I purchased a Low-Voltage Dual Serial Motor Controller and a Tamiya double gearbox (to go with a Pololu round robot chassis), and am having some trouble.
After wiring it all up to a Boarduino (using 4 x 1.2V AA NiCad batteries as a motor supply and a 9V battery to power the Boarduino and then to the logic supply of the Controller), I can successfully drive two Lego Mindstorms motors. Attaching either one (or both) of the Tamiya motors (with capacitors installed across the terminals) produces strangeness.
Once power is applied to the Boarduino, the motors pulse for a moment–along with a flash of the Controller’s indicator LEDs–and then the Controller falls silent. The LEDs go dark, but the Boarduino appears to continue operating.
Powering either of the motors directly from the 4 x AA power supply produces the desired effect: They spin with no effort whatsoever.
Any thoughts on why the Tamiya motors would cause the Controller to become unresponsive, while other motors would not?
In general, if changing motors causes a problem, the problem is probably noise or power related. In your case, the NiCd batteries should be able to provide plenty of current, and you have a separate supply for your logic, so the problem is probably caused by excessive noise. The Tamiya motors are the noisiest we’ve seen, so they definitely don’t help. One of the easiest things to do to reduce the noise is to reduce your supply voltage by using just three or even two cells. The motors are 3 V motors, anyway, so that should make them last much longer, too.
Another option is to replace the motors with less noisy ones, such as the Solarbotics RM3, which is a 6 V motor that draws less current (so you would want to stick with all 4 cells if you went that route).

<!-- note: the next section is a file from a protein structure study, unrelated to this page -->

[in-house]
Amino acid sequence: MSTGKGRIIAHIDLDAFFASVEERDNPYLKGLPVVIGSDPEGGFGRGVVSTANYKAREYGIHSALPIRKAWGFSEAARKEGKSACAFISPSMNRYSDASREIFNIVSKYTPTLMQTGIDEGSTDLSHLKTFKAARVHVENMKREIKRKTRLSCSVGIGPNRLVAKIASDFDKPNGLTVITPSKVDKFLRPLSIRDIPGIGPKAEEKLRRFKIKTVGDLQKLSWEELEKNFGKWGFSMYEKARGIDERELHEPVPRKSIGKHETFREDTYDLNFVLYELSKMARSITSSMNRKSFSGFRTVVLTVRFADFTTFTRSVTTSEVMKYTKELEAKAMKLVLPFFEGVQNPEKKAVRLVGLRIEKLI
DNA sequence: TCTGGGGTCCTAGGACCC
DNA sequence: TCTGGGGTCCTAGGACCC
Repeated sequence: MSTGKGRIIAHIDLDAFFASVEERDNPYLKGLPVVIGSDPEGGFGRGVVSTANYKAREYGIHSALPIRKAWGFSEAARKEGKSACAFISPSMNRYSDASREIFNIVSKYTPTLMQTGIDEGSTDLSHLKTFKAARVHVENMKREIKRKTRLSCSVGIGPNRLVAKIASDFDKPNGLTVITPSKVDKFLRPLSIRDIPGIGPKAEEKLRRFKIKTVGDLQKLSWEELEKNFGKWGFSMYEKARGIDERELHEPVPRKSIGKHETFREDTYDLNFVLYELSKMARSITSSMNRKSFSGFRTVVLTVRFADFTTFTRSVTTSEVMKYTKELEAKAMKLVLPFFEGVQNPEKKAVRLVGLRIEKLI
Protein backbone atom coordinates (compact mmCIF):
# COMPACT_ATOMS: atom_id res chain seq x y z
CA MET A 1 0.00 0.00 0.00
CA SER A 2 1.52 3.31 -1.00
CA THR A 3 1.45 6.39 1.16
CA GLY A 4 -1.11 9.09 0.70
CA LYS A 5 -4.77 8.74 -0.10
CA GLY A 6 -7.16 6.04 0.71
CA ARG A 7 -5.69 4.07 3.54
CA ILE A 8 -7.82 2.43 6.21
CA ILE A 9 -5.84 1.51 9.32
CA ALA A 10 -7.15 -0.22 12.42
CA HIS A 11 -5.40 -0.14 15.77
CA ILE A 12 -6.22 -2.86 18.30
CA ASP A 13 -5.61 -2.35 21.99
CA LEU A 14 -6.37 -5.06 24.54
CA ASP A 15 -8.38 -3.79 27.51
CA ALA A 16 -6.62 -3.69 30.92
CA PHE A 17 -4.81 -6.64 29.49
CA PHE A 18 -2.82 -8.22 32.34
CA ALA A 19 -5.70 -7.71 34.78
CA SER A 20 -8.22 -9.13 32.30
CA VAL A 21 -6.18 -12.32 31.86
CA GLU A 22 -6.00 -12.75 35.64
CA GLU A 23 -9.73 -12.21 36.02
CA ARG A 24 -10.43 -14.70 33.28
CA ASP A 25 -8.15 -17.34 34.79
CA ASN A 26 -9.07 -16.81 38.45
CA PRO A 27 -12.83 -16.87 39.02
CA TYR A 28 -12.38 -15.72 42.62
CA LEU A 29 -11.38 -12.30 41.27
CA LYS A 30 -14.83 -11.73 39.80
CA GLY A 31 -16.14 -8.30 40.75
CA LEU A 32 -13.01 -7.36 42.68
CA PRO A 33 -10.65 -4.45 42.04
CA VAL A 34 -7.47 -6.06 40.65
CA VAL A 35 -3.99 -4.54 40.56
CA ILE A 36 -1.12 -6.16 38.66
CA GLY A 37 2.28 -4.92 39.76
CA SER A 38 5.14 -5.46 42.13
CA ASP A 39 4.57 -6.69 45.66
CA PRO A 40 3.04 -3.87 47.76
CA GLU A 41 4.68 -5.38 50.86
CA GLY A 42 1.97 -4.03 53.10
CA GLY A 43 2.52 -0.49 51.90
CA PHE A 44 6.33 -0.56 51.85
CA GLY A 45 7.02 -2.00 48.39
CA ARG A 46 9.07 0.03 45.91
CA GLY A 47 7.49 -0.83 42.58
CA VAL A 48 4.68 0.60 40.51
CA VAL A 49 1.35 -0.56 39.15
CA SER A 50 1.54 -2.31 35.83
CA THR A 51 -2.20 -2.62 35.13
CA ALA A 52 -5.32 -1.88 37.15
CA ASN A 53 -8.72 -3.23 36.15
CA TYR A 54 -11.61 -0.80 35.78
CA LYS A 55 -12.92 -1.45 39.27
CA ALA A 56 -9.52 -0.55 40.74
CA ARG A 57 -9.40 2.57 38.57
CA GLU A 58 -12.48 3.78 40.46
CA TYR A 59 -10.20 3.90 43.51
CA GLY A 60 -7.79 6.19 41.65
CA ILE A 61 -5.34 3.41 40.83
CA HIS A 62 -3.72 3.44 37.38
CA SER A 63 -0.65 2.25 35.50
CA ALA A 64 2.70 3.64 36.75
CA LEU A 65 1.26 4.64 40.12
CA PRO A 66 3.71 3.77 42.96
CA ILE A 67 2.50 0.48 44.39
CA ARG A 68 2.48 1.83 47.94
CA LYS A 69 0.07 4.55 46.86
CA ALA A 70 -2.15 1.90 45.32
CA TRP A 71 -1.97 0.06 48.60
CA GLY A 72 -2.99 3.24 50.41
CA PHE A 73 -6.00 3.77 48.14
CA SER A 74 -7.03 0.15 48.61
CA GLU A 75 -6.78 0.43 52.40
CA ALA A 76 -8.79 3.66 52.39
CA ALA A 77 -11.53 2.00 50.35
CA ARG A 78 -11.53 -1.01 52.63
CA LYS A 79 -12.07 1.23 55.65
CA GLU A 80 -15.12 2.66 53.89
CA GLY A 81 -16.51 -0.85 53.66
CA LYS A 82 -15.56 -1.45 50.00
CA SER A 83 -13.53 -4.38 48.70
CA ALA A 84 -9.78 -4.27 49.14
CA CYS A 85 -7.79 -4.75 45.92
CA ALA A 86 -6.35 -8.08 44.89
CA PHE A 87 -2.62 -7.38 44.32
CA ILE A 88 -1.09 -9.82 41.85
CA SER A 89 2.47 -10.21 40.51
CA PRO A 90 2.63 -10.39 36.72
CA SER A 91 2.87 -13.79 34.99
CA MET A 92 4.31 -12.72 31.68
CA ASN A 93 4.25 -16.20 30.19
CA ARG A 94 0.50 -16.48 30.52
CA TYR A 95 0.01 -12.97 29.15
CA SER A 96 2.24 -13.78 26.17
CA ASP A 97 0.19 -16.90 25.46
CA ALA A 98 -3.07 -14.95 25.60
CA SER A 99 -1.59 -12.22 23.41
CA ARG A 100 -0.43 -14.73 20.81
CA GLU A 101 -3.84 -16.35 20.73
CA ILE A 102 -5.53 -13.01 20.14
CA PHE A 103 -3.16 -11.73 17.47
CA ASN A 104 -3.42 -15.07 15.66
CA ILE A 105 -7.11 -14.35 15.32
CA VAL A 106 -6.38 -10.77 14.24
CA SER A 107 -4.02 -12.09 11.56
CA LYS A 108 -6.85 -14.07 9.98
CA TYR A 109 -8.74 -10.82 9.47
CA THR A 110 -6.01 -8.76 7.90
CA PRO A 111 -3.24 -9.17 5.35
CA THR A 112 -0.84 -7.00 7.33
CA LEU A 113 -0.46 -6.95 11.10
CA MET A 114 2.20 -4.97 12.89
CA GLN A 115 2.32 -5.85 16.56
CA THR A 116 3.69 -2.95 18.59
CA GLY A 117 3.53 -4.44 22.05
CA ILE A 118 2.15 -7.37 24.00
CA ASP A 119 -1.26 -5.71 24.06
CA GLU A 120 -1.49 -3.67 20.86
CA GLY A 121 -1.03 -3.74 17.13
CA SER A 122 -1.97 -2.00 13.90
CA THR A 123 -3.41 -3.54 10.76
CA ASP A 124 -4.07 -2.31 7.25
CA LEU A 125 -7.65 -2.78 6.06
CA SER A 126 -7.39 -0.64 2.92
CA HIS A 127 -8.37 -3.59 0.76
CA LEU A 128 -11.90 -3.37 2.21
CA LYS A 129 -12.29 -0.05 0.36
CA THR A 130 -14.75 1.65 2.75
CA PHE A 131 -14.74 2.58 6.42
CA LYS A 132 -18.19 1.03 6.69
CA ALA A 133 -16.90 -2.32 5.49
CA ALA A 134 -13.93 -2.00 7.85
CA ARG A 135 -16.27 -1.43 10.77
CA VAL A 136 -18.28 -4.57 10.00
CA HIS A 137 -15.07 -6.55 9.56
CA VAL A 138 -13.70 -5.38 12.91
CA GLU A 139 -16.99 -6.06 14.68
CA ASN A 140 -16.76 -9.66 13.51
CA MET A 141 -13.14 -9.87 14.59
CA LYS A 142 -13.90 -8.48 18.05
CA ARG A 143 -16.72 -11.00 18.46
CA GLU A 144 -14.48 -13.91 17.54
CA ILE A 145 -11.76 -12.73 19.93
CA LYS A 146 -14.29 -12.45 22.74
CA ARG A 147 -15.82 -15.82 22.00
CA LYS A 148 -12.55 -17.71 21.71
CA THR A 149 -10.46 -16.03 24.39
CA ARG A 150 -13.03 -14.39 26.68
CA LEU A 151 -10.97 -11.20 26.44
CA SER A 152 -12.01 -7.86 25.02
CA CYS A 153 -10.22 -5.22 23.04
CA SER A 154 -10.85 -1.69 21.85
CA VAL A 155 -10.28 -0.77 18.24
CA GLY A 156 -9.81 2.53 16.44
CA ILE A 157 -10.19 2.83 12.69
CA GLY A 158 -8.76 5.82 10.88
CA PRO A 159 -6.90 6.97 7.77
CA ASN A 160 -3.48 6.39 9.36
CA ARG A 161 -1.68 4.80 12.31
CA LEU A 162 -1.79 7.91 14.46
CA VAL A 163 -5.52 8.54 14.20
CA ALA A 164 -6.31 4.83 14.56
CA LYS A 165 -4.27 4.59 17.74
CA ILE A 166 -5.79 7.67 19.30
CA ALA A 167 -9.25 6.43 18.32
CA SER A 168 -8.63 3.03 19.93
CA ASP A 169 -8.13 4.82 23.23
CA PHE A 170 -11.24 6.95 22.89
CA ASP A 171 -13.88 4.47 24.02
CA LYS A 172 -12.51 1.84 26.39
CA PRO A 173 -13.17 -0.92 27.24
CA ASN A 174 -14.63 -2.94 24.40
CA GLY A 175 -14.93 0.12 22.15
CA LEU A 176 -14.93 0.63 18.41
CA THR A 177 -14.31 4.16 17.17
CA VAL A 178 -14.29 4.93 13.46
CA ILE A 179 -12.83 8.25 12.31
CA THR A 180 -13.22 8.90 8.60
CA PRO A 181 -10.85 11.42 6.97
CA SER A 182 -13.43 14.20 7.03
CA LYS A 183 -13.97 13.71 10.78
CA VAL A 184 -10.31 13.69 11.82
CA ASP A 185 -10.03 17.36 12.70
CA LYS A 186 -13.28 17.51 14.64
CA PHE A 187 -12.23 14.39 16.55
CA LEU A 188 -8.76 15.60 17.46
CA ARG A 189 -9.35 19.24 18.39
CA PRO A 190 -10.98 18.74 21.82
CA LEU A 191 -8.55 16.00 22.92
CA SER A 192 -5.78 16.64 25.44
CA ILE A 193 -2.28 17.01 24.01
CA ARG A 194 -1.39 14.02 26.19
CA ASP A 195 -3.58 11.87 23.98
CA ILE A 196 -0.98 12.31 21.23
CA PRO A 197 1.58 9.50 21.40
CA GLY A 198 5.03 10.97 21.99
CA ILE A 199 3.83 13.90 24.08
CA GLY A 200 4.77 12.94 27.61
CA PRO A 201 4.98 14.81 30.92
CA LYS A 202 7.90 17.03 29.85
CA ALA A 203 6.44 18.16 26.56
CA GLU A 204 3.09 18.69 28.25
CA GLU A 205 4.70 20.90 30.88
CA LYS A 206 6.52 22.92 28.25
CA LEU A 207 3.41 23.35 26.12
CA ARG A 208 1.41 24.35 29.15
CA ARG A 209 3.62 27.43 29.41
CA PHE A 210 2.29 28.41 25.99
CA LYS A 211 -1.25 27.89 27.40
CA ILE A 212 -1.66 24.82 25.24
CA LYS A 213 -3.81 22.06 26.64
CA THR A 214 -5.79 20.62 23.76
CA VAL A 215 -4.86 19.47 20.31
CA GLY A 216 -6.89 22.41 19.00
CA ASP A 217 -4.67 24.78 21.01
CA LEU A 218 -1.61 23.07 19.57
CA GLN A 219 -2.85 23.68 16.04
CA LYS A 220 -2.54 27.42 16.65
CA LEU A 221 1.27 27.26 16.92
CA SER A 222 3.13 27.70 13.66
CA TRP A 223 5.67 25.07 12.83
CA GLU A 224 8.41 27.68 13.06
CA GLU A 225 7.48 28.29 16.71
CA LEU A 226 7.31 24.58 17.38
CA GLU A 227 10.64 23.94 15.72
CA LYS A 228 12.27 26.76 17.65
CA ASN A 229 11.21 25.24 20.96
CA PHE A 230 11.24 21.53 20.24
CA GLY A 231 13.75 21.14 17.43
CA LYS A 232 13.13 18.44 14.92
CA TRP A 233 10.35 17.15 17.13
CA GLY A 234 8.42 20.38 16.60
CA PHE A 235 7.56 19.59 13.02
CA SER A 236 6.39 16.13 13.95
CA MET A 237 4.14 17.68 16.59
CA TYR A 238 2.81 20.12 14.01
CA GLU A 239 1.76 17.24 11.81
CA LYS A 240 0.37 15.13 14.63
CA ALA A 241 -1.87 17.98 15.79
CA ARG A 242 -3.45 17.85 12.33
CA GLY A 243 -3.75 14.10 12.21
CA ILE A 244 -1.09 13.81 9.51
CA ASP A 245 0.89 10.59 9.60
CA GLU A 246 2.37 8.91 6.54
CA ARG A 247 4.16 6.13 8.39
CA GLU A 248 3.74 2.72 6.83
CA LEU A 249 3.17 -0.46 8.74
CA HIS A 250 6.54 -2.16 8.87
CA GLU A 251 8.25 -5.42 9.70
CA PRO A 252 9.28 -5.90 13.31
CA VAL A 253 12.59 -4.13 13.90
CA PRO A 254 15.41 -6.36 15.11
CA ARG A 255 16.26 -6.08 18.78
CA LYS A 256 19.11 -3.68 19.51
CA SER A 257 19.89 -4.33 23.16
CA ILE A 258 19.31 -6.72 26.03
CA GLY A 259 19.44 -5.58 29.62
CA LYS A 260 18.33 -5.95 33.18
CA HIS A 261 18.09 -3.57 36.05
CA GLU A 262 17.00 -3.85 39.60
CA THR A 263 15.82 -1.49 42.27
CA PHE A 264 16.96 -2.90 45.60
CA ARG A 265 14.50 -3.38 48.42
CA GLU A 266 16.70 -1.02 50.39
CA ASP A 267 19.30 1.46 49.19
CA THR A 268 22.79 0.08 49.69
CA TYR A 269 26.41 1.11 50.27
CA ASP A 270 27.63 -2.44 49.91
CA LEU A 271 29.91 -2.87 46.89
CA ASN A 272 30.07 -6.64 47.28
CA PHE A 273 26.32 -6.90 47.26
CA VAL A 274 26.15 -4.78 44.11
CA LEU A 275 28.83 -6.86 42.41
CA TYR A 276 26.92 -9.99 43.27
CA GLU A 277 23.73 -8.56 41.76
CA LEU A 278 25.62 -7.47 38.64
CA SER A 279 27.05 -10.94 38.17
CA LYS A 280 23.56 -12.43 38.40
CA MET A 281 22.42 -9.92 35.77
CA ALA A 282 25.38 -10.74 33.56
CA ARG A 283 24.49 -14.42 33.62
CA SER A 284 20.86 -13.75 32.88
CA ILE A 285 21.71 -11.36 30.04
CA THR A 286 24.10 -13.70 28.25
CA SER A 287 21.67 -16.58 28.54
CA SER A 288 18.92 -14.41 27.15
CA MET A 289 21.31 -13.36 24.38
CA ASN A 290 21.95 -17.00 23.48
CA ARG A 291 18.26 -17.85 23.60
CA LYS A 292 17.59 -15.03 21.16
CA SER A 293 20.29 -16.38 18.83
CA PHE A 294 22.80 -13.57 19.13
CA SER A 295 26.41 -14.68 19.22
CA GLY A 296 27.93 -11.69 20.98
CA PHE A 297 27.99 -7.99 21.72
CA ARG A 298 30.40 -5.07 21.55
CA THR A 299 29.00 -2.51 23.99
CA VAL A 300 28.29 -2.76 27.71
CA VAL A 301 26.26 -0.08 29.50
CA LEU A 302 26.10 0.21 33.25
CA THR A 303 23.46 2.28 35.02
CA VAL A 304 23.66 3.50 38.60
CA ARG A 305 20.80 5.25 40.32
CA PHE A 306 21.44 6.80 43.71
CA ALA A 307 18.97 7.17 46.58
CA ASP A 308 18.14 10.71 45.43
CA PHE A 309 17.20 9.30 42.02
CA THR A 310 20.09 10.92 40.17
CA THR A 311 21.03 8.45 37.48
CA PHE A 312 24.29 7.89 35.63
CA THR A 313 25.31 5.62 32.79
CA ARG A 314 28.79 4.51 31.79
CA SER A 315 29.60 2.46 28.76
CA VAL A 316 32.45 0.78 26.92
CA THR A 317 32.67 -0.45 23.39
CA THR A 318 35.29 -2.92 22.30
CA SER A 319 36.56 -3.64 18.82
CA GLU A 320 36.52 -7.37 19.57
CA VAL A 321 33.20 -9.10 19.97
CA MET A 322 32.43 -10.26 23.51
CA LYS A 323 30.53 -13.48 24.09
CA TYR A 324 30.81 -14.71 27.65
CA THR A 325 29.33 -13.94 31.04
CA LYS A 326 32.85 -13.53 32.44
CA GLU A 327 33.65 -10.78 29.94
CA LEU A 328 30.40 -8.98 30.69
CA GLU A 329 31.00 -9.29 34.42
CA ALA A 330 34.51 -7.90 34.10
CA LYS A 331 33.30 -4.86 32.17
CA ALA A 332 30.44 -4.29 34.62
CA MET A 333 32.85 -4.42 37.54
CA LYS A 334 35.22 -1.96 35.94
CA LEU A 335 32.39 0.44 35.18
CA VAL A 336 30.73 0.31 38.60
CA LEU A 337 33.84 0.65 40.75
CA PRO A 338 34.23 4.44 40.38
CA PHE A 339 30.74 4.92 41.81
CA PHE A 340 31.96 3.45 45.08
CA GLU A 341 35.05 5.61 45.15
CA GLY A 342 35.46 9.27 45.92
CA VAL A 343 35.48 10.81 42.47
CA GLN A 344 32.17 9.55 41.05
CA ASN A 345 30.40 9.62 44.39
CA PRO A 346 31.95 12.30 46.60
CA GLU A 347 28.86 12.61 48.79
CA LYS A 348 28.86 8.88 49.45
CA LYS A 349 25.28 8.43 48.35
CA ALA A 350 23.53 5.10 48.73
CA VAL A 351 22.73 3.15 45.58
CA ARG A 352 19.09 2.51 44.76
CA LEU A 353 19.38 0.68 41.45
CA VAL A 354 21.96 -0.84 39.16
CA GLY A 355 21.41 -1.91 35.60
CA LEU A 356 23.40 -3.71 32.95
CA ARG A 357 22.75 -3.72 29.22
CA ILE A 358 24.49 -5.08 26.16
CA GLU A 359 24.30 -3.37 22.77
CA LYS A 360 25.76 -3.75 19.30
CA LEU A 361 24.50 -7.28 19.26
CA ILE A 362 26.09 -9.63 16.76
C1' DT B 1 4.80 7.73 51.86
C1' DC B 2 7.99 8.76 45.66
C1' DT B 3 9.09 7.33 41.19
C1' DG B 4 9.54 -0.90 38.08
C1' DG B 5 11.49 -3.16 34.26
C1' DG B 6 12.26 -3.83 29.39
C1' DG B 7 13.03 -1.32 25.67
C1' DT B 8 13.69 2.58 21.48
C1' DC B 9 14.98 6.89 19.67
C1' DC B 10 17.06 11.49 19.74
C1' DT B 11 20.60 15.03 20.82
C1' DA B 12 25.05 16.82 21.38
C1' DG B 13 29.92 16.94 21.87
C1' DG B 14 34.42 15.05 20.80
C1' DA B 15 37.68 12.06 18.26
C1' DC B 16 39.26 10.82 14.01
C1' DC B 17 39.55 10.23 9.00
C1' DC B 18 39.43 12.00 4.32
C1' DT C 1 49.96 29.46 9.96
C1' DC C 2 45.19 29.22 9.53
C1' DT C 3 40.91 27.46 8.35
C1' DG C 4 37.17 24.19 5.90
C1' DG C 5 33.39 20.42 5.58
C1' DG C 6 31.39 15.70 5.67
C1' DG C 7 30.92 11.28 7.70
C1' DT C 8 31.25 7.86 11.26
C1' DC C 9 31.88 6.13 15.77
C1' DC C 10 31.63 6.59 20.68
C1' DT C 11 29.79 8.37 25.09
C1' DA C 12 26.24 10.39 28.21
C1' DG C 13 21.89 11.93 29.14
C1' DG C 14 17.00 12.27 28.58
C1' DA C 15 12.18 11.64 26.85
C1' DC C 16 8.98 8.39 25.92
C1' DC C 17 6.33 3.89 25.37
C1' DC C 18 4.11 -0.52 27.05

The last option is to limit the noise with the existing motors, which can be difficult to do. In general, your power leads should be twisted, as short as possible, and away from your data/signal lines. You should have three capacitors on each motor: one across the leads and one from each lead to the case. Breadboards are not good for limiting noise, so if you are using one, you might want to eliminate it and solder wires directly to the PCB. If you have an oscilloscope, that would also help in seeing how bad the noise is and if what you are doing is helping.
Awesome–I’ll try the 2-cell recommendation tonight when I get home from work, and will definitely apply more capacitors to the motors.
Thanks a ton for the suggestions, Jan!
I had a chance to hook up 2.5V (2 x NiCd AAA) while at home for lunch, but it behaved the same way. I also located a few extra 0.1 uF caps which I’ll press into service later tonight.
One point you made which I didn’t address is the use of a breadboard. I’m actually using a piece of Radio Shack (yes, I know…) perfboard with 22-gauge stranded wire to connect everything. Are there any issues there?
That perfboard should be okay, but when you’ve got noise problems, you want to limit things that act as antennas. It would also be interesting to see what happens when you try just one motor at a time, and without any load (pull it out of the gearbox a bit to disengage it).
I haven’t pulled the motor out of the gearbox, but did add the two extra capacitors to one of the motors (from each terminal to the housing), and it’s working now. (Well, that one motor is working, if I just connect that one to the controller. The other motor will have to wait a bit–my wife and I are taking care of my seven-year-old nephew this week, and it’s sapping almost all of my free time.)
Thanks, Jan! You’ve saved my first 'bot!